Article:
News & Insights
A report out this week in Current Biology reveal that critically endangered North Atlantic right whales are up to three feet shorter than 40 years ago. This startling conclusion reinforces what scientists have suspected: even when entanglements do not lead directly to the death of North Atlantic right whales, they can have lasting effects on the imperiled population that may now number less than 400 animals. Further, females that are entangled while nursing produce smaller calves.
May 10, 2021 During a joint research trip on February 28 in Cape Cod Bay, Mass., WHOI whale trauma specialist Michael Moore, National Geographic photographer Brian Skerry, and scientists from New England Aquarium, witnessed a remarkable biological event: North…
North Atlantic right whales are in crisis. There are approximately 356 individuals remaining, and with over 80% bearing scars of entanglements in fishing line, the race to save this species is more critical than ever.
The largest Arctic science expedition in history has ended, with the return of the German icebreaker Polarstern to its home port of Bremerhaven more than one year after it departed Tromso, Norway.
Join us live 8/25-8/27, as WHOI and NOAA scientists partner with Marine Imaging Technologies to explore the living shipwrecks of this marine sanctuary. Send in your questions and have them answered in real time to learn more about the diverse marine communities that call these ships home
Fuels generated from kelp could provide a low-emission alternative to fossil fuels, and WHOI is breeding new strains of kelp and developing autonomous robots to monitor kelp farms
New research by an international team of scientists reveals that endangered North Atlantic right whales are in much poorer body condition than their counterparts in the southern hemisphere.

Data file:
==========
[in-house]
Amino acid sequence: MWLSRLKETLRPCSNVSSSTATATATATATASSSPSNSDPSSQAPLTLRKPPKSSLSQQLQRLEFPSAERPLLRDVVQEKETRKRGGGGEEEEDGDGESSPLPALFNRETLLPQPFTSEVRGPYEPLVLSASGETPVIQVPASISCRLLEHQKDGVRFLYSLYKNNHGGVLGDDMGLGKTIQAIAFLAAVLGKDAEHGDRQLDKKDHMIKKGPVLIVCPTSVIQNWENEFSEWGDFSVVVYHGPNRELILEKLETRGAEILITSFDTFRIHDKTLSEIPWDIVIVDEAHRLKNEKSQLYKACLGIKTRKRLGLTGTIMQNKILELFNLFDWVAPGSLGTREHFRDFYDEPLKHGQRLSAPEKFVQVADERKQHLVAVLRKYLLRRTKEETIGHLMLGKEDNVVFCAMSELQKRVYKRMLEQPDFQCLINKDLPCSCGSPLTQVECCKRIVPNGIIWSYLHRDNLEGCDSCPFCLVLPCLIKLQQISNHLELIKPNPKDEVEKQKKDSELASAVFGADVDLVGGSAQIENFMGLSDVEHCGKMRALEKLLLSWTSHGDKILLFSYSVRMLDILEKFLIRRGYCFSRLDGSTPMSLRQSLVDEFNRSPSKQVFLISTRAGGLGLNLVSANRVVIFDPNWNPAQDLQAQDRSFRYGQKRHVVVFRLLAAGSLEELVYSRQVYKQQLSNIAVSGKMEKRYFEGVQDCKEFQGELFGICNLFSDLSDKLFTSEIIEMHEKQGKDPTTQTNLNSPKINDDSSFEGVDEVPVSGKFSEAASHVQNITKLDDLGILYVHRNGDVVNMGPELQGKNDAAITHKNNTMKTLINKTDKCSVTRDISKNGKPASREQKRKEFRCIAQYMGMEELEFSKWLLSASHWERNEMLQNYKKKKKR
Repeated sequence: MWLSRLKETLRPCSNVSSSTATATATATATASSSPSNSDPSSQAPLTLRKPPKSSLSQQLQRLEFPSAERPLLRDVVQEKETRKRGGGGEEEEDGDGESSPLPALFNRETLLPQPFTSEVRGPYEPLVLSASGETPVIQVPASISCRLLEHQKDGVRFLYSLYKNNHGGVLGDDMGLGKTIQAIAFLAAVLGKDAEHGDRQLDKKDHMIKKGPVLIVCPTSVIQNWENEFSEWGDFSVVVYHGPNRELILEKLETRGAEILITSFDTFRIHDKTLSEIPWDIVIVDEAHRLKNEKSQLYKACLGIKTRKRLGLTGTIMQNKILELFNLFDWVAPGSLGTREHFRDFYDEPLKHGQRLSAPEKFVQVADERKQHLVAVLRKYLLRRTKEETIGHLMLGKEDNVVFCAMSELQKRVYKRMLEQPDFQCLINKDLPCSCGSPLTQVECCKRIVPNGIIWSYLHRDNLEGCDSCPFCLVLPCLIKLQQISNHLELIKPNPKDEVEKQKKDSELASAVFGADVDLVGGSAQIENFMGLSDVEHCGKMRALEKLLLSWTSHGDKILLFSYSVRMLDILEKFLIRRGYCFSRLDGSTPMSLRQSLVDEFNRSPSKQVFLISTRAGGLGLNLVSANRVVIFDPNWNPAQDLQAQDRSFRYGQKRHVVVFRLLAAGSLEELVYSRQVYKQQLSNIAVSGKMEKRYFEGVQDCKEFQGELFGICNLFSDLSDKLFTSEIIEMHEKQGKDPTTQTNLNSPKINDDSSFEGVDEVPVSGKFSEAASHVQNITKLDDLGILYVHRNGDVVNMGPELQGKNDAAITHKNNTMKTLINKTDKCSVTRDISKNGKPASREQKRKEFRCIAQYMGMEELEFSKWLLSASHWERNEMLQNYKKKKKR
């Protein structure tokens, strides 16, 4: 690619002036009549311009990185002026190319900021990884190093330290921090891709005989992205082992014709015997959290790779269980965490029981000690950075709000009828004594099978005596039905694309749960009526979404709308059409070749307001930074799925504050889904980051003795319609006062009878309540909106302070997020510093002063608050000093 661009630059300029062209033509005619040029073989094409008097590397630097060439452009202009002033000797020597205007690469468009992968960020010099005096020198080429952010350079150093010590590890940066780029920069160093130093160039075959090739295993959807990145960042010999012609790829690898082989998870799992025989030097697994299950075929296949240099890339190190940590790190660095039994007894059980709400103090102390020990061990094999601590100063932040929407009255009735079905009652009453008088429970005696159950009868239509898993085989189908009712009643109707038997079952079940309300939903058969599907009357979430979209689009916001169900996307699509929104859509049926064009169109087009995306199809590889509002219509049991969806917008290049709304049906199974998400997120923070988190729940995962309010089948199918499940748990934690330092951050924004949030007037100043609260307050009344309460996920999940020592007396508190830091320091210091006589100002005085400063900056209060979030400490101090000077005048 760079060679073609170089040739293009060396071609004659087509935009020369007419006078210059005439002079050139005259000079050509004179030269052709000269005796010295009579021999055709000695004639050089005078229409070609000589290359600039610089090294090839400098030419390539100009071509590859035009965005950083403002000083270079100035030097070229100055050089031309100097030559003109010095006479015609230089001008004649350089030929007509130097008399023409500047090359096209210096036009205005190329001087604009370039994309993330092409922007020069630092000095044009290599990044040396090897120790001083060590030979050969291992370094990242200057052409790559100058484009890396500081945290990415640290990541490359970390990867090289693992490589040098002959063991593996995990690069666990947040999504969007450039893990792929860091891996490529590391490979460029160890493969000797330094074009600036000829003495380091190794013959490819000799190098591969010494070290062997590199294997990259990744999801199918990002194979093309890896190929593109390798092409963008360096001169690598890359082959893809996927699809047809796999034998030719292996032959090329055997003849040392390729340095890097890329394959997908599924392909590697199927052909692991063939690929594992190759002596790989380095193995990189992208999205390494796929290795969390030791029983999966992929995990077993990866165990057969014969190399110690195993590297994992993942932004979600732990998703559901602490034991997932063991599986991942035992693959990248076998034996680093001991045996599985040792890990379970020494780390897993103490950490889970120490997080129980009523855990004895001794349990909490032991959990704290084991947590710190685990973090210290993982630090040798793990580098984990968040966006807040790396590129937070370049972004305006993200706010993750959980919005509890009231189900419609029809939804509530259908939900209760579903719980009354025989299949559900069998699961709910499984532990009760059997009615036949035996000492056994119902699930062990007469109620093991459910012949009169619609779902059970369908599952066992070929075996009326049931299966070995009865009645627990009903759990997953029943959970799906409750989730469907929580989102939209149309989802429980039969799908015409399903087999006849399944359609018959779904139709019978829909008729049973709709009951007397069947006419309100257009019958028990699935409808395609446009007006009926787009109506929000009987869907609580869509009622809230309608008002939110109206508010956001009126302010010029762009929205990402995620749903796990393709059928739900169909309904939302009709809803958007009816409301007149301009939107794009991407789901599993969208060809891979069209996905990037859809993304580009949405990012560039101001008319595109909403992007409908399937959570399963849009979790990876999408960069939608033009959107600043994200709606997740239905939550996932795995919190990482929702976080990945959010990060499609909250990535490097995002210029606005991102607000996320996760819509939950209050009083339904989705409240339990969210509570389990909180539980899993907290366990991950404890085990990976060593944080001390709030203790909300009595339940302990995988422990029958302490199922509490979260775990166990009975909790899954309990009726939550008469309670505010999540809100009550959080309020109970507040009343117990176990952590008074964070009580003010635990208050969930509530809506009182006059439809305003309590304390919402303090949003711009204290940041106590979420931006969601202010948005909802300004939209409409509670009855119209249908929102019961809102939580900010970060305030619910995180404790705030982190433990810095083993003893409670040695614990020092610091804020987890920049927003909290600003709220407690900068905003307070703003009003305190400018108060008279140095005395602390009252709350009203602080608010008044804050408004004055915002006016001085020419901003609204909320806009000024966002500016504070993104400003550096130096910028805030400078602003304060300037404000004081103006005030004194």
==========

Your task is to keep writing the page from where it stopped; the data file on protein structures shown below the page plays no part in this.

Ten years after the Deepwater Horizon explosion caused the largest accidental marine oil spill in history, WHOI marine geochemists Elizabeth Kujawinski and Christopher Reddy review what they— and their science colleagues from around the world—have learned.
One of the ocean’s loudest creatures will get even louder and more troublesome to humans and sea life as the ocean warms.
A new report from researchers at Woods Hole Oceanographic Institution (WHOI) reveals for the first time the unseen—and somewhat surprising—benefits that people receive from the ocean’s twilight zone. Also known as the “mesopelagic,” this is the ocean layer just beyond the sunlit surface.
A collaborative study compared seawater from 25 reefs in Cuba and the U.S. Florida Keys varying in human impact and protection, and found that those with higher microbial diversity and lower concentrations of nutrients and organic carbon—primarily caused by human activities—were markedly healthier.
Exposure to underwater pile driving noise, which can be associated with the construction of docks, piers, and offshore wind farms, causes squid to exhibit strong alarm behaviors.
A study by researchers at Woods Hole Oceanographic Institution (WHOI) shows that the microbial communities inside whales may play an important role in the digestion of one of the ocean’s most abundant carbon-rich lipids, known as a wax ester.
The funding provided by the SeaWorld Conservation Fund will be primarily used to test alternative non-lethal fishing gear. Whales and sea turtles commonly entangle in ropes that connect crab or lobster traps on the sea floor to buoys on the sea surface.
A new study reveals that more of corals’ nutrients come from hunting than previously expected, information that may help predict the fate of coral reefs as global ocean temperatures rise.
Blue sharks use large, swirling ocean currents, known as eddies, to fast-track their way down to feed in the ocean twilight zone—a layer of the ocean between 200 and 1000 meters deep containing the largest fish biomass on Earth, according to new research by the Woods Hole Oceanographic Institution (WHOI) and the Applied Physics Lab at the University of Washington (UW).
This digital photo essay brings you the forms, figures, and facts of life more than a mile and half deep
Experts Explore the Ocean-Human Health Link November 9, 2020 Eleonora Van Sitteren Guest Student, Lindell Lab I work with the Lindell Lab group at WHOI on a selective breeding program with sugar kelps. These can be used as a carbon-neutral,…